BUSINESS VALUATION MODELS
This paper deals with the basic theory underlying valuation models. It begins by discussing such concepts as free cash flow, cost of capital, and expected growth rates, as they are basic to an understanding of valuation theory.
The ultimate goal of a corporate manager is to maximize the wealth of shareholders. Shareholders wealth is the value of the firm 's collective assets. To maximize the shareholders wealth, in general, is equivalent to maximizing the value of the firm. Therefore, it is imperative that the corporate officers know how to determine the value of the firm.
Determining the value of a company is a difficult task, since there are various definitions of "value", depending on the needs and usage of different users.
"Value" can be considered from two different perspectives. The first is market value, which reflects what investors are willing to pay for a firm, which can be determined simply by multiplying the price per share by the number of shares outstanding. Financial economists often argue that the stock market is efficient, and therefore, the market value of the firm should be the price the firm would bring if sold in the market today.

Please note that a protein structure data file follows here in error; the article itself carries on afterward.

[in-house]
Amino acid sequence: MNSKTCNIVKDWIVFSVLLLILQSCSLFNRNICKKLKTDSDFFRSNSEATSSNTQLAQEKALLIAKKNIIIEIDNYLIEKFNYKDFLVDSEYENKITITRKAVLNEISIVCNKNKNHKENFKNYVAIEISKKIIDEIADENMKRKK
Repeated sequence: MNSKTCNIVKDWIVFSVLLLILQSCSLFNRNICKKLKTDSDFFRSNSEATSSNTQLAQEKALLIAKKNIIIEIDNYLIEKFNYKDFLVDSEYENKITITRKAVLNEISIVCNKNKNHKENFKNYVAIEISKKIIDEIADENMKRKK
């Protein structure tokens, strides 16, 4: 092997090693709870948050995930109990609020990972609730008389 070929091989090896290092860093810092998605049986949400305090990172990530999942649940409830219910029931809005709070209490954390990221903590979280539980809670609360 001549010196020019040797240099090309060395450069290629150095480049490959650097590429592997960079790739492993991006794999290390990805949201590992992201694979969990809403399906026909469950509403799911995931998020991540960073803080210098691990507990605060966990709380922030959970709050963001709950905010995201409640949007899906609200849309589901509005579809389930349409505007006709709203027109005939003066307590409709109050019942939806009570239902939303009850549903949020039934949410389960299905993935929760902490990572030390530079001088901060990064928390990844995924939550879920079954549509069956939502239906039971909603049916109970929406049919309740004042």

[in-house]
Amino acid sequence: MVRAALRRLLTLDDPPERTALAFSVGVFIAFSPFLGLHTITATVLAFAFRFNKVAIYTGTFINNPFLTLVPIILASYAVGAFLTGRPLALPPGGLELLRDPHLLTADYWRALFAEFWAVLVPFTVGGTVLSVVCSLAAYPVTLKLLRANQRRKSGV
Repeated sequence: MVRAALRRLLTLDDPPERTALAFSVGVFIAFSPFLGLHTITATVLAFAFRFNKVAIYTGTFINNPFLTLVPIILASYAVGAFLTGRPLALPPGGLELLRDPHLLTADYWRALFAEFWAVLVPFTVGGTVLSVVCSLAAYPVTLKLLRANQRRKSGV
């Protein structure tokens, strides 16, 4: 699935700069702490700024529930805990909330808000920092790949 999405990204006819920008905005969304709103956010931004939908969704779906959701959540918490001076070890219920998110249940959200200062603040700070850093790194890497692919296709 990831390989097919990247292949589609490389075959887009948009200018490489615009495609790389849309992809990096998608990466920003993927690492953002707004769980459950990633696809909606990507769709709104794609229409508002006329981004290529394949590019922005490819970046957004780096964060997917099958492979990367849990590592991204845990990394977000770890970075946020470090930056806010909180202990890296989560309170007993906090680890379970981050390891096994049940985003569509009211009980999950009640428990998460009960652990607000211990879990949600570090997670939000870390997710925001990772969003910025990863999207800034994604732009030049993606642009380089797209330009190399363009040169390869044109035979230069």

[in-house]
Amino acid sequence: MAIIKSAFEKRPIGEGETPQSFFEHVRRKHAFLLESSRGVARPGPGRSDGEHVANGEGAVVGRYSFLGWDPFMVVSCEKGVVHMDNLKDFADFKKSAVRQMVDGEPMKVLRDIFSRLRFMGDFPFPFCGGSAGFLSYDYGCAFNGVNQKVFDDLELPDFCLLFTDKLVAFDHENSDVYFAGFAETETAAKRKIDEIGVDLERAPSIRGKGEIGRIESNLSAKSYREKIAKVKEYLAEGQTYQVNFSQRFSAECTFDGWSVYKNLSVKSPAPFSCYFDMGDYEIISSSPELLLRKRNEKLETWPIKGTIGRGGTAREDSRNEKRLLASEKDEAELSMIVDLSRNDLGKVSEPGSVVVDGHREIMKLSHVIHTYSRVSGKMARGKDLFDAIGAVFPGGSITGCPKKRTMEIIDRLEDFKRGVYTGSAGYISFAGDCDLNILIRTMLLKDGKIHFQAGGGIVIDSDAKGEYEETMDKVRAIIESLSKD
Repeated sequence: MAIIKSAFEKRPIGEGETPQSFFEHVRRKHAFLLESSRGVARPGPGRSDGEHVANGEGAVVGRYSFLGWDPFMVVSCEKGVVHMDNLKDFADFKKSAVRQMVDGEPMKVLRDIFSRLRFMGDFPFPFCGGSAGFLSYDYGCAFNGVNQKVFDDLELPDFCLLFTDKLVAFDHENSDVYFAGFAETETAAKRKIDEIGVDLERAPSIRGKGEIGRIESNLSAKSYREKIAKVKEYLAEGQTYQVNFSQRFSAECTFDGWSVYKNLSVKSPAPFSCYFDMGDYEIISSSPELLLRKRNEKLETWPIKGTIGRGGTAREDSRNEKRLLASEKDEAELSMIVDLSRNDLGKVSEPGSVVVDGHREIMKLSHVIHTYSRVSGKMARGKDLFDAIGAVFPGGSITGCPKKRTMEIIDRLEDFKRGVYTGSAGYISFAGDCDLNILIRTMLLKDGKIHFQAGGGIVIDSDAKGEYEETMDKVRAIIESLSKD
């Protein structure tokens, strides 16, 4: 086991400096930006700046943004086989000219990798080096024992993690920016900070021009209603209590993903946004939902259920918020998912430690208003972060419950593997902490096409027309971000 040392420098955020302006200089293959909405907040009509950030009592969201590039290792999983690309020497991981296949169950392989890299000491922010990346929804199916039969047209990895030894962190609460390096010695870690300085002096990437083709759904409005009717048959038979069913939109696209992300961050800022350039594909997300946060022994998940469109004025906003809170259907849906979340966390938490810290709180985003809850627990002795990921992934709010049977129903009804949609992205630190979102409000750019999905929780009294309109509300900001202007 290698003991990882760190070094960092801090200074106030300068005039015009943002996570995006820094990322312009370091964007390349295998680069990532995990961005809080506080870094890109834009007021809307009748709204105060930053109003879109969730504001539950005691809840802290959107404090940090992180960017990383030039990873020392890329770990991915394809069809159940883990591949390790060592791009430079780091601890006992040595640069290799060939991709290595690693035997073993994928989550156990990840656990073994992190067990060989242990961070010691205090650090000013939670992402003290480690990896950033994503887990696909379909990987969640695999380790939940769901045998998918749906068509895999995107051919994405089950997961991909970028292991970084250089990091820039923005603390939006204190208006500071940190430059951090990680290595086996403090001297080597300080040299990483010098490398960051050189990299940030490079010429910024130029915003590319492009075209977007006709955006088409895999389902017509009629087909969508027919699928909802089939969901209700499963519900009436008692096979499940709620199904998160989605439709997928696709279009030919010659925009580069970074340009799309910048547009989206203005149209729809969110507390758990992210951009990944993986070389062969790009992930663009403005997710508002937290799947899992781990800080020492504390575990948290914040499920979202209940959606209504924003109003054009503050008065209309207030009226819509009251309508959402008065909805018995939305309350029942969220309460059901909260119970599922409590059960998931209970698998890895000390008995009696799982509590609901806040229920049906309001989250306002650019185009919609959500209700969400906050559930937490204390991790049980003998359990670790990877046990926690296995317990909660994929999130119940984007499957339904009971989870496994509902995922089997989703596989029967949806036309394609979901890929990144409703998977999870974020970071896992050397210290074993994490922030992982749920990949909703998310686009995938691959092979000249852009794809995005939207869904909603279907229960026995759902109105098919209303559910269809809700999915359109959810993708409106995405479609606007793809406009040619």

Although the stock market as a whole is considered to be efficient, many financial analysts feel that individual stocks and firms are seldom fairly valued. Therefore, a second method, which is based on the present value of expected cash flows, or what we call intrinsic financial value, has been suggested.
Under efficient market hypothesis, we expect the market value to reflect the intrinsic financial value. However, in recent years, valuation of most firms in mergers and acquisitions, have resulted in errors, and undervaluation of the companies. As a result, these two values have not been the same, and the focus of this paper will be on the techniques of determining the intrinsic financial value.
THE BASICS OF INTRINSIC FINANCIAL VALUE:...